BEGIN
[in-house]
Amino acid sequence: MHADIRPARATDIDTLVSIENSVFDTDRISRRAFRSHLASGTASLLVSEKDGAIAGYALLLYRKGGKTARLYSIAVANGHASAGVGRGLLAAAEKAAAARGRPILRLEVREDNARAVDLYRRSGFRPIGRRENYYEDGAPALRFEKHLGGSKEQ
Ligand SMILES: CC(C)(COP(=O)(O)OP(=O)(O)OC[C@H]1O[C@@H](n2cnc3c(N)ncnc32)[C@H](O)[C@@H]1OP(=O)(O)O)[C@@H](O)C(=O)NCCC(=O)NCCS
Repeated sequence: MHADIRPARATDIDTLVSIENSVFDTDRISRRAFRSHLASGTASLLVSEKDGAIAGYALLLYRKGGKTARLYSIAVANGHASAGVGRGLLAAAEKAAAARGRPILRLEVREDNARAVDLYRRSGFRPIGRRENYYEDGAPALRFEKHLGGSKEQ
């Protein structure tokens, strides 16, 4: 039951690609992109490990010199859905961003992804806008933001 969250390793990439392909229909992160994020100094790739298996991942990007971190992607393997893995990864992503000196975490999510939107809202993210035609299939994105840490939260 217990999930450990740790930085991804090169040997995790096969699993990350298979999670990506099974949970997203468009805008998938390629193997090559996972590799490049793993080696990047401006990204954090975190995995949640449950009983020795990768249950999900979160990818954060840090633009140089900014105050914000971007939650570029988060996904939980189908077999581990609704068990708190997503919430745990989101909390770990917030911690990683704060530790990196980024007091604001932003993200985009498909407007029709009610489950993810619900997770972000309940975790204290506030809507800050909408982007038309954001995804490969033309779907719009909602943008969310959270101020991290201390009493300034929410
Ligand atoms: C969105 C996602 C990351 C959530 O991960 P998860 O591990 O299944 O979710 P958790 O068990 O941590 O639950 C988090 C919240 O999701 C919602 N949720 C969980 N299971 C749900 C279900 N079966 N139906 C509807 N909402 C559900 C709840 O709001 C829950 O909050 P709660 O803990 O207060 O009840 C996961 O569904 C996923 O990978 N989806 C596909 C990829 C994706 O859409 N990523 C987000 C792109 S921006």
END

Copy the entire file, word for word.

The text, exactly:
[in-house]
Amino acid sequence: MHADIRPARATDIDTLVSIENSVFDTDRISRRAFRSHLASGTASLLVSEKDGAIAGYALLLYRKGGKTARLYSIAVANGHASAGVGRGLLAAAEKAAAARGRPILRLEVREDNARAVDLYRRSGFRPIGRRENYYEDGAPALRFEKHLGGSKEQ
Ligand SMILES: CC(C)(COP(=O)(O)OP(=O)(O)OC[C@H]1O[C@@H](n2cnc3c(N)ncnc32)[C@H](O)[C@@H]1OP(=O)(O)O)[C@@H](O)C(=O)NCCC(=O)NCCS
Repeated sequence: MHADIRPARATDIDTLVSIENSVFDTDRISRRAFRSHLASGTASLLVSEKDGAIAGYALLLYRKGGKTARLYSIAVANGHASAGVGRGLLAAAEKAAAARGRPILRLEVREDNARAVDLYRRSGFRPIGRRENYYEDGAPALRFEKHLGGSKEQ
């Protein structure tokens, strides 16, 4: 039951690609992109490990010199859905961003992804806008933001 969250390793990439392909229909992160994020100094790739298996991942990007971190992607393997893995990864992503000196975490999510939107809202993210035609299939994105840490939260 217990999930450990740790930085991804090169040997995790096969699993990350298979999670990506099974949970997203468009805008998938390629193997090559996972590799490049793993080696990047401006990204954090975190995995949640449950009983020795990768249950999900979160990818954060840090633009140089900014105050914000971007939650570029988060996904939980189908077999581990609704068990708190997503919430745990989101909390770990917030911690990683704060530790990196980024007091604001932003993200985009498909407007029709009610489950993810619900997770972000309940975790204290506030809507800050909408982007038309954001995804490969033309779907719009909602943008969310959270101020991290201390009493300034929410
Ligand atoms: C969105 C996602 C990351 C959530 O991960 P998860 O591990 O299944 O979710 P958790 O068990 O941590 O639950 C988090 C919240 O999701 C919602 N949720 C969980 N299971 C749900 C279900 N079966 N139906 C509807 N909402 C559900 C709840 O709001 C829950 O909050 P709660 O803990 O207060 O009840 C996961 O569904 C996923 O990978 N989806 C596909 C990829 C994706 O859409 N990523 C987000 C792109 S921006």